48832Re: Timing Cinnamon Rolls for Breakfast
- Jul 1, 2008Whether I am making Cinnamon Rolls at home or on the trail I do like
we did in the Bakery!
We mixed and shaped them before we went home the day before (before I
go to bed).
In a Bakery we have a special piece of equipment called a retarder,
basically a special refridgerator that allows yeast doughs to rise
slowly. A cooler will work just fine
You cannnot leave it as a log because when you cut them you will
deflate the rise that has already happened.
The night before at camp I mix the dough, shape and cut them. I then
put them in foil pie pans and wrap them real loose with plactic wrap
sprayed with Pam. In the morning I am up about a half hour before
everyone else and in that time I preheat the DO's and temper the
rolls. Tempering means you allow them to loose the chill they got the
night before, just take them out of the cooler and unwrap them. Put a
towel over them so the bugs don't get at them and let them sit for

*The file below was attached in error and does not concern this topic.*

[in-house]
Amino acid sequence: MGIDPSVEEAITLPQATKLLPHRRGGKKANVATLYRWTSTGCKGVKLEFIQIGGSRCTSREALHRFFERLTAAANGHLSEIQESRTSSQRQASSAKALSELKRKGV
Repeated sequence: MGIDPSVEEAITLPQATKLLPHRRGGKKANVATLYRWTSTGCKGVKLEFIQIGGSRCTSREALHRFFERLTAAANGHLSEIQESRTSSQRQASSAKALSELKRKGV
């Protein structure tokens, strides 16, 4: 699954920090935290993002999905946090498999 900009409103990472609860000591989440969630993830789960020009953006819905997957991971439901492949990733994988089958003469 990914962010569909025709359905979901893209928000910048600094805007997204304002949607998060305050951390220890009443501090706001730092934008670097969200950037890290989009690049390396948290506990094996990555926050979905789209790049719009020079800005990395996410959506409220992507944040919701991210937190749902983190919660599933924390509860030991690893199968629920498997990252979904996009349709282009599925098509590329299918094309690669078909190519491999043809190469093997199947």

Then I bake them and they will be done just as everyone is having
thier first cup of coffee.
P.S I usually make these towards the last day of camp so I know I
have plenty of cooler space for them to rise overnight.
> --- In firstname.lastname@example.org, "Hotmail K2outside"trip.
> <k2outside@> wrote:
> > I'd love to make cinnamon rolls while on an upcoming camping
> > at the recipes I find, it looks like I'm in for two hours from
> time mycamping
> > feet hit the ground until we're eating hot rolls. That includes
> > kneading, rising, rolling out, filling, rolling up, slicing,
> placing, rising
> > and baking. So, I'm either getting up two hours before my
> > or we're eating two hours after we all get up. Or, I guess I
> get upsleeping
> > one hour before them and we eat one hour after they all get up.
> I'm not
> > crazy about getting up much earlier. My baby hasn't been
> > the night well recently, so sleep is precious! Another option
> would be to
> > make them the night before, but, then, they're not fresh in the
> morning and
> > I run the risk of them sweating in the DO, getting soggy. But,
> > 10-hour-old rolls just fine if stored properly (under a towel?)?I
> > seen that some folks do everything to the last rise the night
> before, then
> > chill 'em overnight. I will have some limited refrigeration.
> > it'd probably make sense for me to stop before cutting them, so
> > store the log. What do ya'll do?
> > Right now, I'm considering using the recipe for "Best Ever
> > from _The_Dutch_Oven_Resource_. The picture sure looks yummy.
> > -kathleen
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